I've been involved with hundreds of healthcare design projects over the last 30 years, and I can safely say that there is normally not enough money to design the entire program as intended.

There are many reasons for this, and most are valid. So what can be done with the available money to get the most value? How can we design a facility to give our clients the most flexibility in the future? 

One approach is to understand the entire scope of the project, even if the budget will not support it. What are the ultimate goals? What are the intermediate goals?

Armed with this information, the design team can approach the project with a blank check. The design can have the necessary infrastructure, adjacencies, support spaces, pathways, etc. In concept, the project meets the program goals and will work with all the efficiency required to be successful.

But of course, there is no blank check! 

With any project, there are items that are the “pillars” of the design. These include things like the structure, the utility services, and the main system infrastructure. Making sacrifices for cost in these components will inherently limit the opportunity to eventually build the project as programmed. However, identifying these components is the best way to ensure flexibility to meet the project’s goals in the future. 

Other items that enhance the goals of the project but are not the “pillars” might be areas that could be considered for cost savings.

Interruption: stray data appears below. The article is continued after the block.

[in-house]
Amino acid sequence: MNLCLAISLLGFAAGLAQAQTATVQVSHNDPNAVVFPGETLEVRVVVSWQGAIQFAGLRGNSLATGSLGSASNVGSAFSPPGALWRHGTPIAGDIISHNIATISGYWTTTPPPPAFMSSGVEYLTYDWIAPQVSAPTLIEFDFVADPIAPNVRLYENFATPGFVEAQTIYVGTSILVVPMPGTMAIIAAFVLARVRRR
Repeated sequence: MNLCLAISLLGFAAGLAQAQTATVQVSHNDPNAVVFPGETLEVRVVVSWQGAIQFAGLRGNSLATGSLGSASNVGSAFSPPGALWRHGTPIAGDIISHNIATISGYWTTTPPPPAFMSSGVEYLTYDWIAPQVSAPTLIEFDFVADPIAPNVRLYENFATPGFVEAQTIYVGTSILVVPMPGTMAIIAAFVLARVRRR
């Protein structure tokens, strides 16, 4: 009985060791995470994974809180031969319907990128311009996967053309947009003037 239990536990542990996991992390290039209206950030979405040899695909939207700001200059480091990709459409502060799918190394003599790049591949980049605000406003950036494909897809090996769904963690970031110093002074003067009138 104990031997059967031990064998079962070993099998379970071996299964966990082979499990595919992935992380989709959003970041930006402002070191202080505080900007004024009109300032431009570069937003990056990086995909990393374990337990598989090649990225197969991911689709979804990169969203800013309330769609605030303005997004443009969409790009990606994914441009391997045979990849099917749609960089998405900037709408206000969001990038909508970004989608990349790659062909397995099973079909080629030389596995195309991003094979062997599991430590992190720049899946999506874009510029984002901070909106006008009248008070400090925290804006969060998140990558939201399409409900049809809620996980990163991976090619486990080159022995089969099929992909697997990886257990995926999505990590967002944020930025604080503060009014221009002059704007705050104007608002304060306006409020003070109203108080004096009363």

In each case, the question needs to be asked, “What if I don’t install this item now? Can I do it later? What affect will it have on my goals?” 

For example, let’s say one of the goals is to provide 100% emergency power back-up generation, including cooling, for a surgery addition. However, the budget for the surgery center is not adequate to do everything that is programmed.

In this case, the emergency power generation system could be reconfigured to provide 100% back-up generation for all essential loads except cooling. The design should include the infrastructure required to add future generation capacity and electrical distribution equipment when funds become available.

Provisions to protect the welfare of the patients during times when cooling is required and power is lost should be considered. The facility manager could make prior arrangements for a mobile temporary generator to be available in short notice and the design could include the appropriate quick connection hardware.

When funds become available, the remainder of the generation capacity could be added. 

This is just one example of a compromise that can be made to save first costs without sacrificing the long-term goals of a project. Each project is unique, and therefore each project will present a unique solution to the challenge of “when there is not enough money to go around.”